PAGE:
We can get a remarkably clear idea of what Obama was talking about in that 1998 audio clip where he said “I actually believe in redistribution” by returning to Obama’s education work with the Chicago Annenberg Challenge (CAC). This was the education foundation jointly run by Obama and Bill Ayers that caused so much controversy during the 2008 campaign. Supposedly, that’s all in the past, but the record proves otherwise.
In early 1999, CAC’s research arm published an evaluation of the foundation’s activities during its first three years. The report included a summary of several different theories of education held by Chicago’s civic leaders. One of those theories of education was labeled “redistributing resources.” According to the report, Chicago’s redistributionists were focused on a plan to have governments at the regional, state, or federal levels take over aspects of local school governance. Undercutting local school control was seen by redistributionists as the key to their goals. Their plan included gaining control of local curricula as well. Chicago’s redistributionists believed that forcing a common national, state, or regional curriculum with only middling standards on local schools would level the playing field (by defining education standards down).
As I noted yesterday, Obama’s 1998 remarks were framed as an effort to “structure government systems that pool resources and hence facilitate some redistribution.” That language comes straight out of Obama’s longstanding commitment to the “regional equity movement,” and precisely describes the efforts of Chicago’s education redistributionists to grab hold of suburban school funding and suburban curricula by forcing suburbs into regional super-governments. Clearly, Obama was a member of the “redistributing resources” camp described in that 1999 CAC report.#more#
Obama’s education radicalism has never disappeared. The very same redistributionist ideas that stood behind Obama’s education work in Chicago in the 1990′s now shape his administration’s education policy. Obama’s arguably unconstitutional and illegal push for Common Core standards is designed to dumb down curricula across the country to an only middling level, and to facilitate the redistribution of local school funding as well. I explain the plan here. For a frightening example of how Obama’s Common Core is going to dumb down education in a misguided effort to “level the playing field for all,” see this.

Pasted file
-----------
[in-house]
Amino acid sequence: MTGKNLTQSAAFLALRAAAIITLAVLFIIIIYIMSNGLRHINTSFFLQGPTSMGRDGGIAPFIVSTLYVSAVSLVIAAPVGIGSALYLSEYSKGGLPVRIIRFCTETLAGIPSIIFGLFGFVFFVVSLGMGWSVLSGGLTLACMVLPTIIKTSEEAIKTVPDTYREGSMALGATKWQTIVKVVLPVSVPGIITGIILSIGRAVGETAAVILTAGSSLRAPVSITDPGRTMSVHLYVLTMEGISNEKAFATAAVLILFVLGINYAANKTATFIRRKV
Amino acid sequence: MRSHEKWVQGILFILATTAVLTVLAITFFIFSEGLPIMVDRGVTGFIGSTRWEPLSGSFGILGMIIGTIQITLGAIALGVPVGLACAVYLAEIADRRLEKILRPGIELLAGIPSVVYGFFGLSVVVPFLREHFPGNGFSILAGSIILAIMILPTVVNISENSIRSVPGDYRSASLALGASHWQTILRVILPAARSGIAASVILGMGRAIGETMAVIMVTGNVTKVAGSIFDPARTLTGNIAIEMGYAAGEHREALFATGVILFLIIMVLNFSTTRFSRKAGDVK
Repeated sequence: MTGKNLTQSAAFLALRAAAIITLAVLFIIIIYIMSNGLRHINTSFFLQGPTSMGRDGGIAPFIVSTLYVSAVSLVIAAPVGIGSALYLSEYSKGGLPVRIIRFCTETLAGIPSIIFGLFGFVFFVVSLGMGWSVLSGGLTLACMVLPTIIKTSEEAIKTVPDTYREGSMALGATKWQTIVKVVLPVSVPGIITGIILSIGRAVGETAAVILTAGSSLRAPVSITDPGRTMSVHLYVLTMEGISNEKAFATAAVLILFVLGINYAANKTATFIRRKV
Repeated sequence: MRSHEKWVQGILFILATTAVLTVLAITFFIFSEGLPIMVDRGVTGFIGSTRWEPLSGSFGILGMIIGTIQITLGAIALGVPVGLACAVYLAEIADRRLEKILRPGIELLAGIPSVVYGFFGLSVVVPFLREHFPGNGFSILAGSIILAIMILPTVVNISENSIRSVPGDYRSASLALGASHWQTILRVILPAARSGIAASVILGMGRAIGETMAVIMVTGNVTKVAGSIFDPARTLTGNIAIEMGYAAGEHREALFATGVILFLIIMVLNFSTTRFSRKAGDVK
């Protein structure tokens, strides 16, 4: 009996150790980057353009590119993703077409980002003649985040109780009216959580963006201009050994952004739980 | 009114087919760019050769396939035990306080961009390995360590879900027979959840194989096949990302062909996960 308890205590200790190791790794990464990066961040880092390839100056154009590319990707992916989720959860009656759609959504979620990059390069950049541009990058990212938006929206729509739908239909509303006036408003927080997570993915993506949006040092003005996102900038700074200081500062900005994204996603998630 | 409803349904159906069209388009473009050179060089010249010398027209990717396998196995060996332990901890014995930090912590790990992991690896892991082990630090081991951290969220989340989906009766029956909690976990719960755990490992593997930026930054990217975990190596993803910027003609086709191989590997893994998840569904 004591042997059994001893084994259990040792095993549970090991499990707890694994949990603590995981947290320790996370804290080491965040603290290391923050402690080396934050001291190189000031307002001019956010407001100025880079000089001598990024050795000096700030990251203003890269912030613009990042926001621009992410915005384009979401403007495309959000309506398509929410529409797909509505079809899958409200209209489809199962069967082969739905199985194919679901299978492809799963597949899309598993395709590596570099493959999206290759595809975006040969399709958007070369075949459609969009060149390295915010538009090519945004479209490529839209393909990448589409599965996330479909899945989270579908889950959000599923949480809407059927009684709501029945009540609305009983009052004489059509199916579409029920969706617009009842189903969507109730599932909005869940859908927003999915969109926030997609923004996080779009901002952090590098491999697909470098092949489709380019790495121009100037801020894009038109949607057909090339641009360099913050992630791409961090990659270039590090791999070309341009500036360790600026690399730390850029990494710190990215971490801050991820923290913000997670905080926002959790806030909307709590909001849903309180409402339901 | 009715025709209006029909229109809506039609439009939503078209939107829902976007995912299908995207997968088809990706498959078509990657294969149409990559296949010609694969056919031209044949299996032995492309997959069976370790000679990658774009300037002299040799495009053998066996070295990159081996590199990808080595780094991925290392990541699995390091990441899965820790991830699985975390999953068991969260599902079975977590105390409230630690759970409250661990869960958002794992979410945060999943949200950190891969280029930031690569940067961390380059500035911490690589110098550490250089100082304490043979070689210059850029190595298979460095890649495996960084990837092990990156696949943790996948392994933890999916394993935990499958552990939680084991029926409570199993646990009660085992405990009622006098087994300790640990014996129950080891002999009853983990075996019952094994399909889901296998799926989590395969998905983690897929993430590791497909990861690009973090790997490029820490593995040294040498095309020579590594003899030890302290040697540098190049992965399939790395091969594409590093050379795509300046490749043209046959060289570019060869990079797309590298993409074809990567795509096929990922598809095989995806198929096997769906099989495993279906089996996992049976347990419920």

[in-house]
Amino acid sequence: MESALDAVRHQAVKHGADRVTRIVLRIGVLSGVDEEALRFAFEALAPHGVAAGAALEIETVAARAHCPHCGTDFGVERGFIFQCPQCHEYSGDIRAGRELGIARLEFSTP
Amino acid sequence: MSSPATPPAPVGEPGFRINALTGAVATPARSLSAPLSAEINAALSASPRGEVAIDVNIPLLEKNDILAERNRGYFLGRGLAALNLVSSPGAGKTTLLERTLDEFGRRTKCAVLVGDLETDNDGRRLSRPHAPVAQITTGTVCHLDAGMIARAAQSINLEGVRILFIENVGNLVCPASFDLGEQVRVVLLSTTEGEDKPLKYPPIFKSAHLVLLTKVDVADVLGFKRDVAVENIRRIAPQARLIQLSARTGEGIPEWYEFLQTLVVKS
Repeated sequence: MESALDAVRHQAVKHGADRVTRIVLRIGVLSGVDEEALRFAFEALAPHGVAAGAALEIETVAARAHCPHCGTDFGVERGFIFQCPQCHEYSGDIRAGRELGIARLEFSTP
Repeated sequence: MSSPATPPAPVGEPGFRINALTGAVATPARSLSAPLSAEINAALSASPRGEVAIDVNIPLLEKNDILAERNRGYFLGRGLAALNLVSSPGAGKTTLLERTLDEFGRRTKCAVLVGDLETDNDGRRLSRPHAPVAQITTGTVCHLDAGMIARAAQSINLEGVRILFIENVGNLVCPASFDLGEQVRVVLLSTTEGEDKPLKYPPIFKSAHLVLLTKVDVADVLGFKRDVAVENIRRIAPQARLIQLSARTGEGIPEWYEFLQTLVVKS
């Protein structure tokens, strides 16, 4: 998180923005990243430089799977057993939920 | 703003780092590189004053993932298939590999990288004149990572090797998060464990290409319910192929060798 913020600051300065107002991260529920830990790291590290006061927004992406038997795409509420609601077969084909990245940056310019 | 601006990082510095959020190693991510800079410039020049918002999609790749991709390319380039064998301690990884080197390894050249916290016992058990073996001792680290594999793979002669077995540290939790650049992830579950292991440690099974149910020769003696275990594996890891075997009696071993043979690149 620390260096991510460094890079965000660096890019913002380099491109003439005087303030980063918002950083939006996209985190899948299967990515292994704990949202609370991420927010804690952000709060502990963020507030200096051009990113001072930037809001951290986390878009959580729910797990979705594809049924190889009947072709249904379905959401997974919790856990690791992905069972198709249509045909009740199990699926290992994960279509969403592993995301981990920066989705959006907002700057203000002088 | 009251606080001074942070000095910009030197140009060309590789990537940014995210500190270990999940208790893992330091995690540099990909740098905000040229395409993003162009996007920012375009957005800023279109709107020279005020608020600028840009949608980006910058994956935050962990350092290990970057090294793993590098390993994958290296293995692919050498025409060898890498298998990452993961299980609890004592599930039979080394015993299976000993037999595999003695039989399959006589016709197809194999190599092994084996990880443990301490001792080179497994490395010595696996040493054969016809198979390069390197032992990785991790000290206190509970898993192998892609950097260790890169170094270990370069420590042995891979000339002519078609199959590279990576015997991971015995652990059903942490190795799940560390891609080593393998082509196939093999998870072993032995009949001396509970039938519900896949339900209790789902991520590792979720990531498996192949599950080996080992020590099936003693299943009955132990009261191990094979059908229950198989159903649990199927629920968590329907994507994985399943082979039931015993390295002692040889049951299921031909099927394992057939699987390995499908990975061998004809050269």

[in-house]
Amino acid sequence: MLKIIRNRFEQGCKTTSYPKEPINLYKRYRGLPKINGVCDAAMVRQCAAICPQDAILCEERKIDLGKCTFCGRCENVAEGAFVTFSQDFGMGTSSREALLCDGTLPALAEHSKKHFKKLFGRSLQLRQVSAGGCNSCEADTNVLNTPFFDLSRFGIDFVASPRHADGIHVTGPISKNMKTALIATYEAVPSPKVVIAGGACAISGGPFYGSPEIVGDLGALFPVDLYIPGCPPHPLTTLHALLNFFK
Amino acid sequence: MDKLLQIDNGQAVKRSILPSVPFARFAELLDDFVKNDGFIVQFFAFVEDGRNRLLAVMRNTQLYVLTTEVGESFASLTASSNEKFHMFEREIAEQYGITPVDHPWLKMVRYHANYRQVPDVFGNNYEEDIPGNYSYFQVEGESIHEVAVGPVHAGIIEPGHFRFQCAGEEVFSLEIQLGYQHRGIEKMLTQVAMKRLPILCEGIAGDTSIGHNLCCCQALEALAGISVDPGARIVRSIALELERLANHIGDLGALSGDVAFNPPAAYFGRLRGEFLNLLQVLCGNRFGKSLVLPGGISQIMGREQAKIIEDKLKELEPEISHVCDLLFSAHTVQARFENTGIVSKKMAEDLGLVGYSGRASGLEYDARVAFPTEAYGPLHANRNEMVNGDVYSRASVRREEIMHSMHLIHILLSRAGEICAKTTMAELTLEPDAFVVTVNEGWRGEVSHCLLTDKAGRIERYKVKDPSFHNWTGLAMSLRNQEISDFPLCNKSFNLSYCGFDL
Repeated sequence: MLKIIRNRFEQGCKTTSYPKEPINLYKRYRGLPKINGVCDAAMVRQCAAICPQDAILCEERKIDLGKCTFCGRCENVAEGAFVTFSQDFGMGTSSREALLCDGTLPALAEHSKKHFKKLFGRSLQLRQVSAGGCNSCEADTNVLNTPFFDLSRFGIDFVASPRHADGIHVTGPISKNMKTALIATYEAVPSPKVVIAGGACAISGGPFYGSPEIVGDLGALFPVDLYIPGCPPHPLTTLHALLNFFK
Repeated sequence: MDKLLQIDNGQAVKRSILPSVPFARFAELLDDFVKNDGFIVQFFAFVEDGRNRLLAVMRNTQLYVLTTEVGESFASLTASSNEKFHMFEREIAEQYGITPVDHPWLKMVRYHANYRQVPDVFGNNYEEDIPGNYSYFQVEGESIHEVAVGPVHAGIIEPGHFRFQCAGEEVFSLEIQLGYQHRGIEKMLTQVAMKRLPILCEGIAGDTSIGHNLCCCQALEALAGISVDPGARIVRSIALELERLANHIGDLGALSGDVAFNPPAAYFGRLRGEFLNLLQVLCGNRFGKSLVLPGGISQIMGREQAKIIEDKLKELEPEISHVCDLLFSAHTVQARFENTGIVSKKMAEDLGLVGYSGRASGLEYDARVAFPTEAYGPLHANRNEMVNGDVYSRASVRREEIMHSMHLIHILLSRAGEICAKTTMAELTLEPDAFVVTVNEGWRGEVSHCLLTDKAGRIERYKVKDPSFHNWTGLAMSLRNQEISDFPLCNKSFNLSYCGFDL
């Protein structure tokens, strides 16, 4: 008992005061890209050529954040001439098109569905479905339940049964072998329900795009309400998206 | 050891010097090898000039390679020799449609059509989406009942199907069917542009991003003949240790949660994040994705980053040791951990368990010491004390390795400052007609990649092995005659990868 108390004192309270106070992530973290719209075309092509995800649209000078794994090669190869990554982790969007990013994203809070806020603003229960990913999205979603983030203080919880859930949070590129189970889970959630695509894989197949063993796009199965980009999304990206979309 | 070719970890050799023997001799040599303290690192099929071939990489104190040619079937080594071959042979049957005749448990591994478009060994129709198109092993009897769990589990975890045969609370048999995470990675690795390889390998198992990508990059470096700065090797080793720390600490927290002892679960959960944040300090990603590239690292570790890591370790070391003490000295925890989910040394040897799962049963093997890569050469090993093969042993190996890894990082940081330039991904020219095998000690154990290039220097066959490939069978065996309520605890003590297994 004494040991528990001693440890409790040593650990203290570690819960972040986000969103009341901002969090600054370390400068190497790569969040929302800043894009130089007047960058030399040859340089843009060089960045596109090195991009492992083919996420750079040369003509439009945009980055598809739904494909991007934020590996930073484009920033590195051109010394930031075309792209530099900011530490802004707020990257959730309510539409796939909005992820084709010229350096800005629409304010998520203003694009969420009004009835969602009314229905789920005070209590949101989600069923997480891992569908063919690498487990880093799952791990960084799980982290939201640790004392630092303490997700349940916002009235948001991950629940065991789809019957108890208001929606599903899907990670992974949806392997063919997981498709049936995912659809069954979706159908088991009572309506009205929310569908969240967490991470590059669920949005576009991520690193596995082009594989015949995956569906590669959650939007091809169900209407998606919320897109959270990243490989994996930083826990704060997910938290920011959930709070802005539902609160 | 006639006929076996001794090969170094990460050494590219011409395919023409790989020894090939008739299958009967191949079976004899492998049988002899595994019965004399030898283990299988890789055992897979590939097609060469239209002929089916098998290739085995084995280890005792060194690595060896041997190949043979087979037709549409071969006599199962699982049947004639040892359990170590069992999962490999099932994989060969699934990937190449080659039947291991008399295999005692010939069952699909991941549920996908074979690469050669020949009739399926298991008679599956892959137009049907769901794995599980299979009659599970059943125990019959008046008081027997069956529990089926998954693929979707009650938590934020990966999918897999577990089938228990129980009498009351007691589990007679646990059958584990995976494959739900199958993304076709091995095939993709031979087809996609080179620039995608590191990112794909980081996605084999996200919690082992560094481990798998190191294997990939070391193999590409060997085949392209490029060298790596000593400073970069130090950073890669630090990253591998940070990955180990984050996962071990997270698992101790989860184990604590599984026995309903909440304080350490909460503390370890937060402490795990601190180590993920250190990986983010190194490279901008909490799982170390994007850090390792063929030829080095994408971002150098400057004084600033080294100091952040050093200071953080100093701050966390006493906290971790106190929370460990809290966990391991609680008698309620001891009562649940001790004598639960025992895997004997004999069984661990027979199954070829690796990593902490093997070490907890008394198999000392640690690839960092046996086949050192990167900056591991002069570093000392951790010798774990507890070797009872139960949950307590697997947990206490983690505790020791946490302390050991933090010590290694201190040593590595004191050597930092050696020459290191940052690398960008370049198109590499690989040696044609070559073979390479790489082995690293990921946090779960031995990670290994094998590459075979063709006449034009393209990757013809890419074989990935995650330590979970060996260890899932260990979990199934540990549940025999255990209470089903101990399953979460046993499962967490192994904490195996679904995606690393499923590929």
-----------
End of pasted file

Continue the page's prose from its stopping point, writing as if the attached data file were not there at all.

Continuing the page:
Of course, Obama’s redistributionist policies extend far beyond education. Obamacare and the stimulus are prime examples. I lay out the broader redistributionist rationale of Obama’s first-term policies and second-term plans in Spreading the Wealth, with plenty of links to his radical past. The newly revealed audio nicely brings all this to life.
The links between Obama’s 1998 remarks at Loyola, his education work in Chicago at exactly the same time, and his current education policies and plans also remind us that the truth about Obama emerged four years ago, but has been consistently ignored by the mainstream press. Obama’s radical redistributionist past is real, and it’s never gone away. The deep continuity between Obama’s past and his policies today has only been pushed underground by a media that’s refused to look.